New film documents the Broadway and YouTube star's Strait Outta Oz project
Todrick Hall is a multi-hyphenate if there ever was one: singer-rapper-YouTube sensation-Broadway star-dancer-choreographer-playwright and judge on RuPaul's Drag Race. Now he can add subject of a documentary to his long list of credits.
Behind the Curtain: Todrick Hall, directed by Katherine Fairfax Wright, captures the creation of the performer's most ambitious project to date -- the visual album, album and stage show Strait Outta Oz. The documentary screened Thursday at Outfest at the Ace Hotel in downtown L.A., after holding its world premiere at SXSW in March.
He has so many fascinating things to say. He just exudes creativity every step of the way.
Hall boasts more than 280,000 followers on Twitter. But the extent of his fan following is more apparent on YouTube, where 2.5 million people subscribe to his channel. His videos posted there reportedly have attracted more than 400 million views. At SXSW, Wright addressed some of the reasons for Hall's broad appeal.
"I think it's multi-faceted," Wright told Nonfictionfilm.com. "Certainly just his creativity and the lyricism and the sort of spunk of his music I think is really a big reason behind it but also I think his honesty, his direct connection he has with his fans I think they find really appealing, like they have a friend in him, an ally."
Many fans draw inspiration from Hall's story -- a gay kid growing up in small town Texas where he was teased and not necessarily encouraged to pursue his dreams.
"I've heard the stories of signing myself up for dance class when I was eight and I vaguely remember those things, but I never looked at it as hard," he told Nonfictionfilm.com in Austin. "If I wanted to do it and no one gave me the opportunity then I had to make an opportunity myself, whereas some people's solution is to not do anything. I don't think there's anything wrong with that but for me that was never an option."
Hall acknowledged his single-mindedness has occasionally posed challenges.
"Accepting 'no' was never an answer and still isn't. And in some cases that makes me not maybe a great son or a great partner or a great student," he said. "But in some cases it's the reason why I'm here where I am today. And I still have a long way to go and so many things that I want to work on, but I am grateful that I have those qualities and that my mom helped instill those things in me and made me and encouraged me to be different. And my grandmother as well encouraged me to be different and to go out and fight for things that I wanted."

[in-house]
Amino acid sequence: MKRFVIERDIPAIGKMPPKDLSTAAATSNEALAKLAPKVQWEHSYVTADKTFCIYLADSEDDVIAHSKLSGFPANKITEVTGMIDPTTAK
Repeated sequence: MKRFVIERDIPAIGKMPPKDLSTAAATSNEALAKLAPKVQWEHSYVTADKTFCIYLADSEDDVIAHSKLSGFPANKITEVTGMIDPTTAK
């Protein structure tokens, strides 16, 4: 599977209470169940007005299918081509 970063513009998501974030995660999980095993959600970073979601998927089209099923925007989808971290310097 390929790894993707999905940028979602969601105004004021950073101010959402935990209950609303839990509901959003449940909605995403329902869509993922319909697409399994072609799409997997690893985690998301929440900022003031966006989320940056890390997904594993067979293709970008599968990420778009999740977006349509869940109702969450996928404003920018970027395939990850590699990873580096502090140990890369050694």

In his stage show "Strait Outta Oz" Hall plays variations on characters familiar from the Wizard of Oz. The tale has fascinated him for years, he told us.
"It's been my favorite story since I was a child. I never knew why, but I think it was secretly I knew that there was something bigger out there and grander and more colorful and more open-minded than what I was living in Texas," he revealed. "It's crazy that I felt that because I didn't have internet to see things that I didn't know existed. I didn't know how to find the things I wanted to see or experience, I just knew that they didn't exist in this town that I was in.
"I've always identified with [the story] and I've always wanted to run away and meet these cool people and find this person that could help me -- like the wizard -- that could just make all my dreams come true," Hall continued. "But the cool thing about the story of the Wizard of Oz is that Dorothy never needed those people. But had she not gone on that journey she would have never realized that. So I feel like I live that very same story every day and 10 years from now I will probably have realized things that I didn't know to be able to tell you now. But that's what life is all about."
Matthew Carey is a documentary filmmaker and journalist. His work has appeared on Deadline.com, CNN, CNN.com, TheWrap.com, NBCNews.com and in Documentary magazine.